State and Territory Charters of Human Rights
Following community consultations, legislative Charters of Human Rights (sometimes referred to as ‘Human Rights Acts’) have been adopted in Victoria and the ACT. For further information on developments in Victoria and the ACT, see our resources pages on the ACT Human Rights Act and the Victorian Charter of Human Rights and Responsibilities.
Other States and Territories have not adopted a Charter of Human Rights. However, in 2006 and 2007, the governments of Tasmania and Western Australia commissioned public consultation processes into human rights protections in those States. Both of these inquiries recommended that a Charter of Human Rights be enacted at a State level. (See the reports of the Tasmanian Law Reform Institute and the Consultation Committee for a Proposed WA Human Rights Act). The Tasmanian Department of Justice is currently undertaking a project involving further community consultations to examine a model for a Charter of Human Rights for Tasmania. However, the recommendation of the Western Australian committee has not been followed.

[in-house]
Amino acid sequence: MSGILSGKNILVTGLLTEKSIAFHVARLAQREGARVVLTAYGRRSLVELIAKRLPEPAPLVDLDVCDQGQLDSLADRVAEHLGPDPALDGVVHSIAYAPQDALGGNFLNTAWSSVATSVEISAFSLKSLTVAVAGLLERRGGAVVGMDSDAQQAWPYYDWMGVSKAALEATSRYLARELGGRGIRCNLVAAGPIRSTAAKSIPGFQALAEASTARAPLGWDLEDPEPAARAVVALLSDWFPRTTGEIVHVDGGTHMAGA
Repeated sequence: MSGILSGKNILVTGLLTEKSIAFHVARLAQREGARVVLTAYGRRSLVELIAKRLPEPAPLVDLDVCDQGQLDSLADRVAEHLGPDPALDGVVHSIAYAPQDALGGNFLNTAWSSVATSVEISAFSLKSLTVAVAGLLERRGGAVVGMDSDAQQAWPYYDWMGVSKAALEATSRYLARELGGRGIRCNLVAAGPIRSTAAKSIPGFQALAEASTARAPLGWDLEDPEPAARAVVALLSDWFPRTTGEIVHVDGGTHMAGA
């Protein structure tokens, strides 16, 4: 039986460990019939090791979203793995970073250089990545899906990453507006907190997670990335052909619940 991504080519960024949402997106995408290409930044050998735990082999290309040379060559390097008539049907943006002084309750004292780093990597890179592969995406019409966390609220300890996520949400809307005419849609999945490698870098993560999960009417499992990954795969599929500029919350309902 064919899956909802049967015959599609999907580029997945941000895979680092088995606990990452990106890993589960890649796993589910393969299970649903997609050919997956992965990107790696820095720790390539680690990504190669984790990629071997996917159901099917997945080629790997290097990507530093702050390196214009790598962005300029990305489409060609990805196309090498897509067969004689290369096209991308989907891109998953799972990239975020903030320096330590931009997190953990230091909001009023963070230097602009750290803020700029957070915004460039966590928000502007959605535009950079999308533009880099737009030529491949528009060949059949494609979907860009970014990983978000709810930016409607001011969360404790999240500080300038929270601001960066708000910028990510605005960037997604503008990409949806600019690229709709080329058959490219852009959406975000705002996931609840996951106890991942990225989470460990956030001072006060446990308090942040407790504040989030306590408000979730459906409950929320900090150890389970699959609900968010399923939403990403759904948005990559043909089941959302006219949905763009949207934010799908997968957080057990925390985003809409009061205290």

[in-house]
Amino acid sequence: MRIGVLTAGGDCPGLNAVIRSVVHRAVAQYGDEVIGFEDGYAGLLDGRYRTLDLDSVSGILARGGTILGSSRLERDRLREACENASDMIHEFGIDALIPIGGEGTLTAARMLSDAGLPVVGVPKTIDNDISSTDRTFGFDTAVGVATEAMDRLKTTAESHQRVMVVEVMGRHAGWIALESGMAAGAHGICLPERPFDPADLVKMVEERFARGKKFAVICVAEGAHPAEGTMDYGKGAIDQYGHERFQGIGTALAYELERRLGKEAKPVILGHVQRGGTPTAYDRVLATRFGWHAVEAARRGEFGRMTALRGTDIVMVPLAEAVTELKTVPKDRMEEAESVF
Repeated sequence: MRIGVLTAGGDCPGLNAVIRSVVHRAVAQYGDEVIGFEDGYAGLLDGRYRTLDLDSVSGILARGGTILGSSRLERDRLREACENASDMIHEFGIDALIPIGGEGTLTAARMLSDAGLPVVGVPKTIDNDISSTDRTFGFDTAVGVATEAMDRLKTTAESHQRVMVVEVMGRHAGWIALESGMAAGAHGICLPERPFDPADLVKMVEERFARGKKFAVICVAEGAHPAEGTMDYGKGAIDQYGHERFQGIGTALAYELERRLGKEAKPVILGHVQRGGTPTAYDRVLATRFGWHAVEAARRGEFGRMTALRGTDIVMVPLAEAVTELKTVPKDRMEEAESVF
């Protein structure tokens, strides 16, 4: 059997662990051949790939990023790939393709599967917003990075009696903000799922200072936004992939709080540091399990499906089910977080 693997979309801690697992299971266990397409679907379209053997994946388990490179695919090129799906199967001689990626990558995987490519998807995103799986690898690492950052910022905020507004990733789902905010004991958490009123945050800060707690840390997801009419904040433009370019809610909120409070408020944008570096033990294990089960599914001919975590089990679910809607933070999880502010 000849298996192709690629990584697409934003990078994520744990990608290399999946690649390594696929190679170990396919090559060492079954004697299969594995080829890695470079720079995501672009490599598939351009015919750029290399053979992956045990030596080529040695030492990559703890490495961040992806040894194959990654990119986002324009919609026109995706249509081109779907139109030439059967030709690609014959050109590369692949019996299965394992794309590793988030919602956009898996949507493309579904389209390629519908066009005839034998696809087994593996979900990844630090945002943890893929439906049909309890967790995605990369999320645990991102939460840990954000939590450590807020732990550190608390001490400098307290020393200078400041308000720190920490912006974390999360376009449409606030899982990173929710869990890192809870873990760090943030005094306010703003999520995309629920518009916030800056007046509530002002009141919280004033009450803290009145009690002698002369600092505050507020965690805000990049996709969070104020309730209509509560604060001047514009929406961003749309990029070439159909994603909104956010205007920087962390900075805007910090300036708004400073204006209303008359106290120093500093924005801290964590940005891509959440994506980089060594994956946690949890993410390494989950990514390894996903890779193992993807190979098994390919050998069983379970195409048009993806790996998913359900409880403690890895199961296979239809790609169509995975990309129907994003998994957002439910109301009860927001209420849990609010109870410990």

A Federal Charter of Human Rights?
At a national level, the ALP committed during the 2007 election campaign to conduct a public consultation on ‘how best to recognise and protect the human rights and freedoms enjoyed by all Australians’.
On 10 December 2008, Attorney-General the Hon Robert McClelland MP launched the National Human Rights Consultation. The Consultation was conducted by an independent Consultation Committee, which was chaired by Father Frank Brennan. The Committee made 31 recommendations, including that Australia should adopt a federal Human Rights Act.
On 21 April 2010, the Attorney-General responded to the Committee’s final report by launching 'Australia's Human Rights Framework' implemented by the Human Rights (Parliamentary Scrutiny) Act 2011 (Cth).
The Act does not create a Charter of Rights. Instead, it establishes